Point II: Account Stated
In its second point relied on, Plaintiff asserts that the trial court's amended judgment against Plaintiff on its account stated claim is against the “manifest weight of the evidence and a misapplication of the law” because Defendant acknowledged the account since it did not dispute Plaintiff's invoices and admitted that it owed Plaintiff compensation for work performed. In support, Plaintiff likens the present case to Chisler v. Staats, 502 S.W.2d 424 (Mo.App.1973), where the defendant did not object to invoices for work completed and this Court held that the evidence established an account stated. Defendant responds that Plaintiff did not plead or prove an action for account stated.
“An account stated is an agreement between parties, having had previous financial transactions, that a balance struck is correct and due between them, and a promise by the debtor, either express or implied, to pay the balance.” Grant Selsor & Sons Lumber Co. v. Wood, 872 S.W.2d 150, 153 (Mo.App.S.D.1992). To establish a claim for account stated, the claimant must establish that “(1) the parties had prior financial dealings, an open account; (2) the parties reached an agreement as to the amount due and owing on that account; and (3) the debtor acknowledged this obligation and made an unconditional promise to pay.” Id. “In the absence of an express promise to pay, the retention of the account rendered for a reasonable time without objection admits to the account and implies a promise to pay.” Interstate Distrib. v. Freeman, 904 S.W.2d 481, 483 (Mo.App.S.D.1995).
In the instant matter, the trial court found that Plaintiff did not prove that: (1) “the parties reached an agreement that [Defendant] owed [Plaintiff] any of the money claimed by [Plaintiff] as owed” and (2) “that [Defendant] acknowledged an obligation to [Plaintiff] in the amounts [Plaintiff] claims or that it made an unconditional promise to pay [Plaintiff].” Accordingly, the trial court ruled in favor of Defendant on Plaintiff's account stated claim.
On appeal, Plaintiff relies primarily on the testimony of Kris Kestner, Defendant's senior project manager responsible for oversight of the project. Kestner, however, never testified that Defendant and Plaintiff reached an agreement as to the amount Plaintiff claimed it was owed or that Defendant promised to pay Plaintiff that amount. Kestner merely explained that Defendant submitted to Ameren, on Plaintiff's behalf, a claim reflecting the time and materials Plaintiff expended in completing the repair and rework and, that once Ameren rejected the claim, Defendant concluded that Plaintiff was not entitled to remuneration. Kestner made clear that Defendant's initial belief that Plaintiff was owed compensation for the repair and rework, and never disputed Plaintiff's related invoices, was due to the fact that Defendant “took [Plaintiff] fully at [its] position that there was nothing wrong with [Plaintiff's] work.” In short, Kestner's testimony does not provide evidence of an agreement between the parties that a balance is due or that Defendant promised to pay that amount, both of which are required to establish a claim for account stated. See Grant Selsor & Sons Lumber Co., 872 S.W.2d at 153. Rather, the thrust of Kestner's testimony is that Defendant's obligation to pay Plaintiff was contingent on the successful resolution of the Ameren claim.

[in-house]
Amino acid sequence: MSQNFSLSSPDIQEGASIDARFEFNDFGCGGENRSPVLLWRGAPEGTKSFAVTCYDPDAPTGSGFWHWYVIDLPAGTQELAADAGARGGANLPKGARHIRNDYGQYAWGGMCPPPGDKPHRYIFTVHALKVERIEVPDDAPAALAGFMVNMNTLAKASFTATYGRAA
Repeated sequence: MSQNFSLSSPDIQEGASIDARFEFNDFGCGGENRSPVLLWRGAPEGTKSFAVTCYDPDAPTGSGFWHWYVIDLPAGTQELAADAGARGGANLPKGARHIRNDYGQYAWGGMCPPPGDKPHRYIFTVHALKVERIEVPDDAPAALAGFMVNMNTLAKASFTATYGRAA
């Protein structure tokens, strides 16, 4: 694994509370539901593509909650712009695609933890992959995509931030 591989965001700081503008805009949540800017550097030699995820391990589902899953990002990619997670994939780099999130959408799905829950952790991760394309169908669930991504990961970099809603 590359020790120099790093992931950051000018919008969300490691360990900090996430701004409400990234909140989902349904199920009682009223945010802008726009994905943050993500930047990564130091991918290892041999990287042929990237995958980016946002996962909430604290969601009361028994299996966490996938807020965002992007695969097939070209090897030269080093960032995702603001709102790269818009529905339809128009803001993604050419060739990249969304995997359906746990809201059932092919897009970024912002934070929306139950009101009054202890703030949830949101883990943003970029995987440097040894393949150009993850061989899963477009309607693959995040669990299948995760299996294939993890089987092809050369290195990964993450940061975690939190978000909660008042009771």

Plaintiff, however, asserts that Defendant acknowledged the account since Defendant did not dispute Plaintiff's invoices and admitted that it owed Plaintiff compensation for work performed. Kestner did testify that Defendant did not dispute the invoices Plaintiff submitted to Defendant, that some invoices remained unpaid, and that Defendant never indicated in correspondence that it would not pay Plaintiff. Plaintiff, however, infers too much from this testimony and reads Kestner's statements in isolation. When viewed as a whole and in context, Kestner's testimony simply indicates that Defendant did not dispute the content of the invoices, i.e., that these invoices correctly reflected the costs Plaintiff incurred executing the repair and rework and that these invoices remained unpaid because Defendant had submitted a claim to Ameren for payment. Further, Defendant's failure to expressly disagree with the amount allegedly owed in correspondence with Plaintiff, was not an implied promise to pay Plaintiff for the repair and rework, but was consistent with Defendant's acknowledgment that Plaintiff would be paid if Defendant prevailed on the claim against Ameren. Indeed, the emails between Plaintiff and Defendant's representatives that Plaintiff cites in support of its account stated claim reflect this same understanding.12